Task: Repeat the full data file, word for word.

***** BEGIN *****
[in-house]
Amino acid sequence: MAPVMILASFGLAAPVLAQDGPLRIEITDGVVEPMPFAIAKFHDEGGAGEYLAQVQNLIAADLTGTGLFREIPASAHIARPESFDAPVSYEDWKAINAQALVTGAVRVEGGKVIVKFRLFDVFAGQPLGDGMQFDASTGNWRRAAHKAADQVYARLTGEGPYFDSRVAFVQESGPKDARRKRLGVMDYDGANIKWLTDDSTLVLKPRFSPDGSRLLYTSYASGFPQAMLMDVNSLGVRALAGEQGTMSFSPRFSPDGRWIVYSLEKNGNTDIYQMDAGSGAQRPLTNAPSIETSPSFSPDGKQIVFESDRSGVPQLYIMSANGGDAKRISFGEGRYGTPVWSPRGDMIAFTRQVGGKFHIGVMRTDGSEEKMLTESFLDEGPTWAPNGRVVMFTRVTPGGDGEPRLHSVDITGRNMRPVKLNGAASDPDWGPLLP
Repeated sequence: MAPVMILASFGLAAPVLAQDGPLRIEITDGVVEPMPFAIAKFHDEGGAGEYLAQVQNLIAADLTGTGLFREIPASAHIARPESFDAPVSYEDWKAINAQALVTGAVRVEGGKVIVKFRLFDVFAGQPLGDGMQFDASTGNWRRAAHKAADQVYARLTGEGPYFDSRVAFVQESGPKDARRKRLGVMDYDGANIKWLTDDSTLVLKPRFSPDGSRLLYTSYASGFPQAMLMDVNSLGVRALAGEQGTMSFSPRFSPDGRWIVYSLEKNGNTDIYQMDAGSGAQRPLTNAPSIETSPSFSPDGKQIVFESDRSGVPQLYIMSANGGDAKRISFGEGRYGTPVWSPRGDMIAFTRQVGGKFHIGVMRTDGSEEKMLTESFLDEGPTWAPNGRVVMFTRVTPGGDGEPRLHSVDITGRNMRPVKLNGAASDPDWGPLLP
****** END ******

[in-house]
Amino acid sequence: MAPVMILASFGLAAPVLAQDGPLRIEITDGVVEPMPFAIAKFHDEGGAGEYLAQVQNLIAADLTGTGLFREIPASAHIARPESFDAPVSYEDWKAINAQALVTGAVRVEGGKVIVKFRLFDVFAGQPLGDGMQFDASTGNWRRAAHKAADQVYARLTGEGPYFDSRVAFVQESGPKDARRKRLGVMDYDGANIKWLTDDSTLVLKPRFSPDGSRLLYTSYASGFPQAMLMDVNSLGVRALAGEQGTMSFSPRFSPDGRWIVYSLEKNGNTDIYQMDAGSGAQRPLTNAPSIETSPSFSPDGKQIVFESDRSGVPQLYIMSANGGDAKRISFGEGRYGTPVWSPRGDMIAFTRQVGGKFHIGVMRTDGSEEKMLTESFLDEGPTWAPNGRVVMFTRVTPGGDGEPRLHSVDITGRNMRPVKLNGAASDPDWGPLLP
Repeated sequence: MAPVMILASFGLAAPVLAQDGPLRIEITDGVVEPMPFAIAKFHDEGGAGEYLAQVQNLIAADLTGTGLFREIPASAHIARPESFDAPVSYEDWKAINAQALVTGAVRVEGGKVIVKFRLFDVFAGQPLGDGMQFDASTGNWRRAAHKAADQVYARLTGEGPYFDSRVAFVQESGPKDARRKRLGVMDYDGANIKWLTDDSTLVLKPRFSPDGSRLLYTSYASGFPQAMLMDVNSLGVRALAGEQGTMSFSPRFSPDGRWIVYSLEKNGNTDIYQMDAGSGAQRPLTNAPSIETSPSFSPDGKQIVFESDRSGVPQLYIMSANGGDAKRISFGEGRYGTPVWSPRGDMIAFTRQVGGKFHIGVMRTDGSEEKMLTESFLDEGPTWAPNGRVVMFTRVTPGGDGEPRLHSVDITGRNMRPVKLNGAASDPDWGPLLP